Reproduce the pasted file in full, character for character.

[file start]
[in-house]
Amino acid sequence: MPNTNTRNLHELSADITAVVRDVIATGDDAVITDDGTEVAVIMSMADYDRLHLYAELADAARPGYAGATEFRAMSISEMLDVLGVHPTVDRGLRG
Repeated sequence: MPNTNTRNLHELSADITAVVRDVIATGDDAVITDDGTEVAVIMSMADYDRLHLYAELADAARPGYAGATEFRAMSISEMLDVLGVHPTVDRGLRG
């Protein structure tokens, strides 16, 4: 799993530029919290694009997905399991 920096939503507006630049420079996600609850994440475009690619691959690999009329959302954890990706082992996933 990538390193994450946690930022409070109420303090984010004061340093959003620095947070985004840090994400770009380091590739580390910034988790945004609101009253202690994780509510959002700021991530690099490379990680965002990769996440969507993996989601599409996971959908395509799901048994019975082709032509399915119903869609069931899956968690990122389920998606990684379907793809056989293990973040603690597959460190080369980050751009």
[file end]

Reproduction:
[in-house]
Amino acid sequence: MPNTNTRNLHELSADITAVVRDVIATGDDAVITDDGTEVAVIMSMADYDRLHLYAELADAARPGYAGATEFRAMSISEMLDVLGVHPTVDRGLRG
Repeated sequence: MPNTNTRNLHELSADITAVVRDVIATGDDAVITDDGTEVAVIMSMADYDRLHLYAELADAARPGYAGATEFRAMSISEMLDVLGVHPTVDRGLRG
């Protein structure tokens, strides 16, 4: 799993530029919290694009997905399991 920096939503507006630049420079996600609850994440475009690619691959690999009329959302954890990706082992996933 990538390193994450946690930022409070109420303090984010004061340093959003620095947070985004840090994400770009380091590739580390910034988790945004609101009253202690994780509510959002700021991530690099490379990680965002990769996440969507993996989601599409996971959908395509799901048994019975082709032509399915119903869609069931899956968690990122389920998606990684379907793809056989293990973040603690597959460190080369980050751009």